This dish is stacked seabass with sides of homemade salsa, mashed potatoes, and plantain chips.
This dish is skewered medallions of tenderloin beef, covered in homemade chimichurri, with a side of oven roasted potatoes and cheese.
And this might just be heaven on a grill. Su Casa Colombia guide Noah's absolute favorite food in Colombia is the "arepa de chocolo". Imagine moist corn bread that's lightly cooked on both sides like a pancake, then top it with a little butter and two thick slices of cheese. Delicious.
Here we see the San Frantastic Four preparing to devour the delicious "arepa de chocolo".
This is an "oblea", a delicious Colombian treat. You put one wafer on the bottom, cover it in "dulce de leche" (similar to caramel), then another wafer layer to seal it in. Then cover that wafer with fresh cream, sliced fruit (strawberries are an excellent choice), and then finally another wafer to top it off. Yum!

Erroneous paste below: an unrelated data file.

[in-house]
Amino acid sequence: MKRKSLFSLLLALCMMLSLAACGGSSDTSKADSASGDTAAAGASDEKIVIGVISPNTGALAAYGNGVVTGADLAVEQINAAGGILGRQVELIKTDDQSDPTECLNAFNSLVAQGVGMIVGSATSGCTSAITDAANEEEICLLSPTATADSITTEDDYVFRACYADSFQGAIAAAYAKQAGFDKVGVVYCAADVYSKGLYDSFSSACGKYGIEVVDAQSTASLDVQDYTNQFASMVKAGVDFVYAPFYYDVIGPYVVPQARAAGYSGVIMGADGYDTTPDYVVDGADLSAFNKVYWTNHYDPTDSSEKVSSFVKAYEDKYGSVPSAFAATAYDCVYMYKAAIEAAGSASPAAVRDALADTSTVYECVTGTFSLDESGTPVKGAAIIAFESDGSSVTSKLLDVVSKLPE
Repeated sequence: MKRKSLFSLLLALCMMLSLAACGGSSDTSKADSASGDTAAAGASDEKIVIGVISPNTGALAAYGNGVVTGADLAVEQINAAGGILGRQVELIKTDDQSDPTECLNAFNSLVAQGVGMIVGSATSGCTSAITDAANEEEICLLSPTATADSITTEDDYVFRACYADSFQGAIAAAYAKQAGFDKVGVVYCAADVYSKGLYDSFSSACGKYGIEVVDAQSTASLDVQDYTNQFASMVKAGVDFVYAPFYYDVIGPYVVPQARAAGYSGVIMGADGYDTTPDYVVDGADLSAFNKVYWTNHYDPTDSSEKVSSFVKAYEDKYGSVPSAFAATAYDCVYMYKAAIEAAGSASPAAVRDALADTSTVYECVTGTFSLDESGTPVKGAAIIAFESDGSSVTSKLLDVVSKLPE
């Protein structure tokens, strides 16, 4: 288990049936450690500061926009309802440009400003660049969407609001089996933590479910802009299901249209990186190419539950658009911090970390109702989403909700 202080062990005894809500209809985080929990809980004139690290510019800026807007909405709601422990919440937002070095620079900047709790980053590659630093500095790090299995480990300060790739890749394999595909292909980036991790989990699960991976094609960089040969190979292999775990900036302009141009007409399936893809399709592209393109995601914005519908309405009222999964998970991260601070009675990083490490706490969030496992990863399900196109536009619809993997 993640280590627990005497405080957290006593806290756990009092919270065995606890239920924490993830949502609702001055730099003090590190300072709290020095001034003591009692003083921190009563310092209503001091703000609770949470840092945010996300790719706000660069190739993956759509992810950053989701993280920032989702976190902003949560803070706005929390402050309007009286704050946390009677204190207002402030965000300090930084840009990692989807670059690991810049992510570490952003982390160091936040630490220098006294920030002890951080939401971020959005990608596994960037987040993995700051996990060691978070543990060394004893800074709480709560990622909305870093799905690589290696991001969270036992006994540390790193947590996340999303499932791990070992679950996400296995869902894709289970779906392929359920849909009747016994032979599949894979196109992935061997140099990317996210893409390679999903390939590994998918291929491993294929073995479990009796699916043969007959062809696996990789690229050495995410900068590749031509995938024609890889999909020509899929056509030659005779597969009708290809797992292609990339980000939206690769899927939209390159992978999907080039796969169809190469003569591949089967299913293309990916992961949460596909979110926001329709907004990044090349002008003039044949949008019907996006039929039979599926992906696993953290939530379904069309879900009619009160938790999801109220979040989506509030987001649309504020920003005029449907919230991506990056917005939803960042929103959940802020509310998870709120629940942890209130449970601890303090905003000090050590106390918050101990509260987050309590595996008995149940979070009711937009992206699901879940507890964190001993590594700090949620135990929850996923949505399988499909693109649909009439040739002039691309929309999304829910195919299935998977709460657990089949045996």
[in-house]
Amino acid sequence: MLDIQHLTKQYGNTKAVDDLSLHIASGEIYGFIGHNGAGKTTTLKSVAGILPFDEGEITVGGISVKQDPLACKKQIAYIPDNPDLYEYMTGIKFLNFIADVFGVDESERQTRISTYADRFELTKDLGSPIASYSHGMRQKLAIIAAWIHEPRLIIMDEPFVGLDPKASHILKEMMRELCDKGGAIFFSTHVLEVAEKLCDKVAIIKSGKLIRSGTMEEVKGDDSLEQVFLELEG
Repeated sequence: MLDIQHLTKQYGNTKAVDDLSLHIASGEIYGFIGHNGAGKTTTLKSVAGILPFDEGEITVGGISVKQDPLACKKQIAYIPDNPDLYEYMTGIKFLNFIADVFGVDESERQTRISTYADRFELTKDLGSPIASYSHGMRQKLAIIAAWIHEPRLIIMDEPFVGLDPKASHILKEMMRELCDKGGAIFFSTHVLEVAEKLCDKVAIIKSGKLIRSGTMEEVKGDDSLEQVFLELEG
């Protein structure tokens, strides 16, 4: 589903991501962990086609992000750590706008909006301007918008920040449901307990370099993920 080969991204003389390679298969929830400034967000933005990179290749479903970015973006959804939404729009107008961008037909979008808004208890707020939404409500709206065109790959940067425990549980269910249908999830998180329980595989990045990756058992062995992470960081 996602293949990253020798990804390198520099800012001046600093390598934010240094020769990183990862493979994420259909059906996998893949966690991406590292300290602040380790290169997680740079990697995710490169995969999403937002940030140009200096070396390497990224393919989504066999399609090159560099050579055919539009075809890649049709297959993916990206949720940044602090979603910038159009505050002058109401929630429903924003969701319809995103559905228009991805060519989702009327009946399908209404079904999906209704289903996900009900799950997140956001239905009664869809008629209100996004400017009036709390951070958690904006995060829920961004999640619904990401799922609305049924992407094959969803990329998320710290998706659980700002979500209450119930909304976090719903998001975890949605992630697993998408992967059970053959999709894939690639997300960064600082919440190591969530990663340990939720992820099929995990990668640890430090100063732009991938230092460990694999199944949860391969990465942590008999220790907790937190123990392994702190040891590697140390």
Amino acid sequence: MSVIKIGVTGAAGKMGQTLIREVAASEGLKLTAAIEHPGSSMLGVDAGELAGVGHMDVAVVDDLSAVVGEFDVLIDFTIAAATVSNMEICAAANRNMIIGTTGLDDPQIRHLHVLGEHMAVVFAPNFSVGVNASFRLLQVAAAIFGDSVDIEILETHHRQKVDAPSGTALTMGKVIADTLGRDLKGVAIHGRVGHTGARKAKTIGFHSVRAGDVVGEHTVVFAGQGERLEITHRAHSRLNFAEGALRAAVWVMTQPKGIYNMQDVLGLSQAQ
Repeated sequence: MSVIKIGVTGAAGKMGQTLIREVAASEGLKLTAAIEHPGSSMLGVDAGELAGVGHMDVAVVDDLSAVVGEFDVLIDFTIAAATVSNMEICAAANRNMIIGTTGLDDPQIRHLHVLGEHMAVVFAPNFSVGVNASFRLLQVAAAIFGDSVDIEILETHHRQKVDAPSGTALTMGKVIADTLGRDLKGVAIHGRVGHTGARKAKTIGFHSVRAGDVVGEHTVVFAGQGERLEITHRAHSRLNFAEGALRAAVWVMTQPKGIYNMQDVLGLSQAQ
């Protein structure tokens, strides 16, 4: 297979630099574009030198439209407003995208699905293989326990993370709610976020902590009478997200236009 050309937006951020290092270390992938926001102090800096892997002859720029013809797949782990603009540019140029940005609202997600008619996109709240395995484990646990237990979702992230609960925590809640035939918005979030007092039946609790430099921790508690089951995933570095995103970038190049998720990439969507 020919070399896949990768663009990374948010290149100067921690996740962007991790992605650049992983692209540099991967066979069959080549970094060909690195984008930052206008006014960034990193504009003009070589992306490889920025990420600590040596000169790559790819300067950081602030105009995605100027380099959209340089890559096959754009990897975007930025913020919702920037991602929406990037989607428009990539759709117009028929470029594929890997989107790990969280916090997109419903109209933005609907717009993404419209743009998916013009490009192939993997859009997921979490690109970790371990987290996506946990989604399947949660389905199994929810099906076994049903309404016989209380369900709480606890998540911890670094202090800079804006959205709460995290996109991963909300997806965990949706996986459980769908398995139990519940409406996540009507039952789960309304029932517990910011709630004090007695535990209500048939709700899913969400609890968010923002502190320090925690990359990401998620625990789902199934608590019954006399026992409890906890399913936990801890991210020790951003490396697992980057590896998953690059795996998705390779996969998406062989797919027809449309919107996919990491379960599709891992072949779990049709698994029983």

Some popcorn vendors coat their snack in a variety of candy colors.
Being a tropical paradise, you can expect there to be some of these.
Pineapples could be expected, but how about over half a dozen different varieties of avocados?
This odd looking cactus fruit is called the "pitaya" and takes months to mature. Despite its prickly exterior, it's actually quite delicious.
Another in the spiky fruit family is the "guayabana" which can grow larger than a rugby ball.
But of course, Colombia also has plenty of the garden variety fruits and vegetables like the potatoes, carrots, onions, and cucumbers seen here.
Tomatoes are a staple here in Colombia as they are used in everything from salads to salsas to pastas and more.
This adorable fruit is called the "mangostino". It has a hard shell but inside, it's sweet and delicious.
The inside of the "mangostino" resembles garlic cloves but the taste is the exact opposite.